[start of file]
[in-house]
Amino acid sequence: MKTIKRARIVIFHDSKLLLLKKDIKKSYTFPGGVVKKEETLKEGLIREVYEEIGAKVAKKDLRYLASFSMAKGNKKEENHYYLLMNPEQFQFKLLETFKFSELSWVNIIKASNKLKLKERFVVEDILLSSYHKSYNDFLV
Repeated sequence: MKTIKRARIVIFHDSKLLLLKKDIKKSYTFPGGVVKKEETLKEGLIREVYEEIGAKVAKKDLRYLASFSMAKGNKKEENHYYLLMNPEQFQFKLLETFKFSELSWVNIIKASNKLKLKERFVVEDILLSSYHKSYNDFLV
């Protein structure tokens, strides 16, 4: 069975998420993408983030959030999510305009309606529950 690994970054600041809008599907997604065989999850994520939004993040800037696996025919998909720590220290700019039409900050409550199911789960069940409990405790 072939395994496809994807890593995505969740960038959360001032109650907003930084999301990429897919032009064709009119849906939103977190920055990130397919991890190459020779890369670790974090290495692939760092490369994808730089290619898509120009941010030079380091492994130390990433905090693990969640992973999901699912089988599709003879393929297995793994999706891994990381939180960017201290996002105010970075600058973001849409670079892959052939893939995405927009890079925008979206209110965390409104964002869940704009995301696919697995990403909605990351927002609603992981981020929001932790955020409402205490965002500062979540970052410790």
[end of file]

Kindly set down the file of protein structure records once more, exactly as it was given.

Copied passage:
[in-house]
Amino acid sequence: MKTIKRARIVIFHDSKLLLLKKDIKKSYTFPGGVVKKEETLKEGLIREVYEEIGAKVAKKDLRYLASFSMAKGNKKEENHYYLLMNPEQFQFKLLETFKFSELSWVNIIKASNKLKLKERFVVEDILLSSYHKSYNDFLV
Repeated sequence: MKTIKRARIVIFHDSKLLLLKKDIKKSYTFPGGVVKKEETLKEGLIREVYEEIGAKVAKKDLRYLASFSMAKGNKKEENHYYLLMNPEQFQFKLLETFKFSELSWVNIIKASNKLKLKERFVVEDILLSSYHKSYNDFLV
């Protein structure tokens, strides 16, 4: 069975998420993408983030959030999510305009309606529950 690994970054600041809008599907997604065989999850994520939004993040800037696996025919998909720590220290700019039409900050409550199911789960069940409990405790 072939395994496809994807890593995505969740960038959360001032109650907003930084999301990429897919032009064709009119849906939103977190920055990130397919991890190459020779890369670790974090290495692939760092490369994808730089290619898509120009941010030079380091492994130390990433905090693990969640992973999901699912089988599709003879393929297995793994999706891994990381939180960017201290996002105010970075600058973001849409670079892959052939893939995405927009890079925008979206209110965390409104964002869940704009995301696919697995990403909605990351927002609603992981981020929001932790955020409402205490965002500062979540970052410790």